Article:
Reading Julia Glass's fourth novel, The Widower's Tale, feels a bit like sinking into a just-right feather bed. The National Book Award-winner writes in a style that's literate without being pretentious, compelling without being in a rush, and emotional without turning sentimental. In The Widower's Tale, she adeptly juggles voices that encompass an age range from college to post-retirement, and that cross gender and class lines with compassion.
Julia Glass generously responded to my questions about her creative process with some answers that may surprise you. Our interview:
Q: When you're writing through the eyes of various characters, in what order do you write? Do you stick with one character for a long time, and then interweave the parts to form a novel that flows the way you want it to?
No. I write a book from beginning to end, revising meticulously as I go along. Each time I sit down to work on the novel, I generally spend well over half of that time, sometimes all of it, going over what I've already written. When I reach the last page of the book for the first time, I am almost ready to hand the book in to my editor (after which there is always more work to be done). Though on rare occasion I may move a few paragraphs--perhaps to clarify a sequence of events--my writing of the story generally mirrors the way the reader will ultimately read it.
WRITING TO SLOW THE WORLD DOWN
Q: More than one reviewer has remarked positively on the leisurely pacing of this novel. I also found it a story I could sink into (and look forward to getting back to) without feeling rushed. Are you naturally a patient, perhaps even mellow, person?
Quite the opposite. I am temperamental, impatient, and easily become anxious about many things. But I also try to be a good listener to my friends, and perhaps it's because of my very "type A" nature that I appreciate the way in which reading--especially reading good novels--slows the rush of time and takes you deep into a serene, quiet place that I believe we all have somewhere inside us: a private sanctuary of sorts. I fear that, for many people living out hyperconnected modern lives, that place is becoming almost inaccessible.
Q: You put the reader inside the heads of some characters, but not all. I would have liked to know why Sarah, the younger woman, was making the decisions she was making, but then I suppose that would have changed the way you had to write the widower Percy. How do you make those decisions?
There are very few works of fiction that take you inside the heads of all characters. I tell my writing students that one of the most important questions to ask yourself when you begin writing a story is this: Whose story is it? You need to make a commitment to one or perhaps a few characters. This doesn't mean you'll tell the story from within the heads of those characters, but you have to know, as when you take a picture, what you're focusing on and what, by default, will remain less distinct. Sometimes a reader is left wondering about the inner life, or choices, of other significant characters, but the author's focus directs the story.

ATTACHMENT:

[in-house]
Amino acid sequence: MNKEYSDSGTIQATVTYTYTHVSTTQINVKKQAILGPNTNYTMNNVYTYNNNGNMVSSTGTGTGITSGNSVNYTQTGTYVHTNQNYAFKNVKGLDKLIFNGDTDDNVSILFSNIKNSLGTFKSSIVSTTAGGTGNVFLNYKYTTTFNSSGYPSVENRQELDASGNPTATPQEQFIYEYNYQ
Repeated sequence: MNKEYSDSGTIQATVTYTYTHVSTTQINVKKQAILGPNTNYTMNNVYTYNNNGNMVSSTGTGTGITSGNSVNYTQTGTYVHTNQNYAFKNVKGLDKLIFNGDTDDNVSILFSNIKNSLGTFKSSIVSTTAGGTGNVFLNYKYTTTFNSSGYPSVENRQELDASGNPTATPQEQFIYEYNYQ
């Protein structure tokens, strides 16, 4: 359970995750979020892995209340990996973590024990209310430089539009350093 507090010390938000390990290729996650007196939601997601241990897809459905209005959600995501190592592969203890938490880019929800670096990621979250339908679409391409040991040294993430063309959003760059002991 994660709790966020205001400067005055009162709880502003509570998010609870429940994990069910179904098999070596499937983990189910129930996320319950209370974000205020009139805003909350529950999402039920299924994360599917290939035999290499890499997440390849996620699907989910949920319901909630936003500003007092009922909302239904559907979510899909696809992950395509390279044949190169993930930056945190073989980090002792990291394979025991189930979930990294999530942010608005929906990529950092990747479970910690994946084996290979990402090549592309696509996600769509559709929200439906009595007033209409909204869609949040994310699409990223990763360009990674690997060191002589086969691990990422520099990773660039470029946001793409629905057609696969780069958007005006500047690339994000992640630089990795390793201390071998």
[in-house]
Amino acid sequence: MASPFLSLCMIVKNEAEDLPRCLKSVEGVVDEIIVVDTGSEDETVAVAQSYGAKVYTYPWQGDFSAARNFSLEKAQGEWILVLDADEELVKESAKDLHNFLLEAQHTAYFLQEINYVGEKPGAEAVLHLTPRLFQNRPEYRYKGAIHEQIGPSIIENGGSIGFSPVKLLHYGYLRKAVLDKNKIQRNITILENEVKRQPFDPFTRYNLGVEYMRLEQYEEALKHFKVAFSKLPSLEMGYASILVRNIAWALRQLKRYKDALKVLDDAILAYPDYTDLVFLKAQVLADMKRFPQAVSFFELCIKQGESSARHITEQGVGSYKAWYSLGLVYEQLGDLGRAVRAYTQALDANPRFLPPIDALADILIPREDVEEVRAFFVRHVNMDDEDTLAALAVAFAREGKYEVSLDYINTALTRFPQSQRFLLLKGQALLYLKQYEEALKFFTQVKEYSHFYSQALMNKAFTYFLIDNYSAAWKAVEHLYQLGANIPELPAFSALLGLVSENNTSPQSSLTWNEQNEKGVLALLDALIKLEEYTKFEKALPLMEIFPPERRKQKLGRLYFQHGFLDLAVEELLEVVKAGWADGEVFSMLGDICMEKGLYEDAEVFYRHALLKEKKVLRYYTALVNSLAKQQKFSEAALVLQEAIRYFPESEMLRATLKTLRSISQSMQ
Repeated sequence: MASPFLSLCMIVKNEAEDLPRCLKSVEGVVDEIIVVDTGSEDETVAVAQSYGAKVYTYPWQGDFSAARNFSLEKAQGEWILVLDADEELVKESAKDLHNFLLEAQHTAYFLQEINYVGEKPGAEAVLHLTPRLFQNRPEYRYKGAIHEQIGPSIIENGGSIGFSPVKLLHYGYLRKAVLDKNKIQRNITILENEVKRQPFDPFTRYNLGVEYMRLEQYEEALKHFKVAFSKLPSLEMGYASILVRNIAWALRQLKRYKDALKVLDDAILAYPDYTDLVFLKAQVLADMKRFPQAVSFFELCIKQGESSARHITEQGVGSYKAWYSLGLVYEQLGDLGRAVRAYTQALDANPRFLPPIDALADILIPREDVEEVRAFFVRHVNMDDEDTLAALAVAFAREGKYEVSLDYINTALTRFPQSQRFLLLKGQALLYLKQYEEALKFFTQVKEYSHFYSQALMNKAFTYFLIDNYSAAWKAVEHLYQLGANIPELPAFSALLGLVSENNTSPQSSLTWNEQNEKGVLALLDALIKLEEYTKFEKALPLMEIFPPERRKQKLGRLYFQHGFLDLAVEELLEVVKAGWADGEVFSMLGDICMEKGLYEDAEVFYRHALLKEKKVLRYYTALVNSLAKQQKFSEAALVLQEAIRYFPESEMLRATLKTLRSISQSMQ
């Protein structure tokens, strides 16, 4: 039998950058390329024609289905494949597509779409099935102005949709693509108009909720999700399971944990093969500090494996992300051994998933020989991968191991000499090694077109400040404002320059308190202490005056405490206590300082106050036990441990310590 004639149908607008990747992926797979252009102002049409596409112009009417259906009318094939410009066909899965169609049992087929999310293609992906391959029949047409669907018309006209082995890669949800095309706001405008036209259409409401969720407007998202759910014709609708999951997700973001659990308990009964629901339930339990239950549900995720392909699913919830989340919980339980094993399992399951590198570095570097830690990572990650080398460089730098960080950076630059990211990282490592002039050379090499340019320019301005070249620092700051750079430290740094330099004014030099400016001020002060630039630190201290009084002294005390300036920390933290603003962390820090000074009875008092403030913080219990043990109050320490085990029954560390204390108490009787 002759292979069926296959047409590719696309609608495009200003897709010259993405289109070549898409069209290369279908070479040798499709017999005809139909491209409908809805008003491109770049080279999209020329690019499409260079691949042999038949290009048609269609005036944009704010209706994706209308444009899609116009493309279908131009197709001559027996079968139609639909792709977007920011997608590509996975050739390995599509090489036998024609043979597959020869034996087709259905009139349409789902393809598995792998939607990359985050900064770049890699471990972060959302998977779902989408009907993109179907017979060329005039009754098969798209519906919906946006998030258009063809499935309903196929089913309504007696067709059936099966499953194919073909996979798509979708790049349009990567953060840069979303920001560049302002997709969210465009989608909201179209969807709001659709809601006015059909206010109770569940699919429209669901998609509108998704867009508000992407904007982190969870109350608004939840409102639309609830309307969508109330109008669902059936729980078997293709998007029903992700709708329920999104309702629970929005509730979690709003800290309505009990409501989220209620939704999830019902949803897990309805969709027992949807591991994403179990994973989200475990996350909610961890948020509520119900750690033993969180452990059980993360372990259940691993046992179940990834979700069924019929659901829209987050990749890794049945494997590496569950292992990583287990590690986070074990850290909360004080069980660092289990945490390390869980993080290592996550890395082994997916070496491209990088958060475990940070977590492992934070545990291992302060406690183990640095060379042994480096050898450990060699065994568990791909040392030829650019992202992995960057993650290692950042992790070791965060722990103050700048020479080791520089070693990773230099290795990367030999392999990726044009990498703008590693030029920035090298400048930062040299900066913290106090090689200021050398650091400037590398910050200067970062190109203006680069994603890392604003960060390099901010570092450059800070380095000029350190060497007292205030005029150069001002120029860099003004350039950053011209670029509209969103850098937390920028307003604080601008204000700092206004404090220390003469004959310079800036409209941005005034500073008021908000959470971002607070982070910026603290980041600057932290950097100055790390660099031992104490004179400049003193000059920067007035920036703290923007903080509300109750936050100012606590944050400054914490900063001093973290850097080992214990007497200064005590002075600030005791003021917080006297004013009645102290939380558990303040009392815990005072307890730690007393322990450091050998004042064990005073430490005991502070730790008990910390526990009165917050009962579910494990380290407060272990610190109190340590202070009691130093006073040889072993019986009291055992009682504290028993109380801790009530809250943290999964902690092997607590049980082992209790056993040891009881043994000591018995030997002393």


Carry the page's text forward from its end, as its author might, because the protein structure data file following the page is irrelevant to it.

The Widower's Tale is, first and foremost, Percy's story (though it is also largely Robert's, with some of it given over to Celestino and Ira as well). Part of his story is the way he must react to, and deal with, decisions made by someone he loves but who chooses not to let him completely in. If you, the reader, knew all of Sarah's motivations, it would change your perception of Percy's story in ways counter to my intentions for the novel.
Q: A lot happens in The Widower's Tale. Can you share your creative process with us? Yellow stickies on a wall? A software program?! Are you one of those writers whose characters just do things in front of your eyes so you can readily capture their activities?
In my fairly disorganized life, yellow stickies are too easily lost, and as for software, I try to avoid using my computer as much more than a typewriter and a post office. I rely on my lifelong habit of daydreaming to spin my stories. The lion's share of "writing" is, for me, simply thinking and musing about the choices my imaginary friends will make in their everyday lives--choices that, of course, I make for them. This God-like determination of fates takes place when I'm alone with myself, whether showering, shopping, driving, gardening. . . . The ALONE part is crucial: no cell phone, no radio or TV, no iPod. (I loathe the proliferation of TV screens, everywhere from doctors' offices to airport lounges to workout rooms. It's the ultimate invasion of privacy.) Again, it comes down to finding that personal inner sanctuary I referred to earlier when I spoke about the importance of reading good fiction.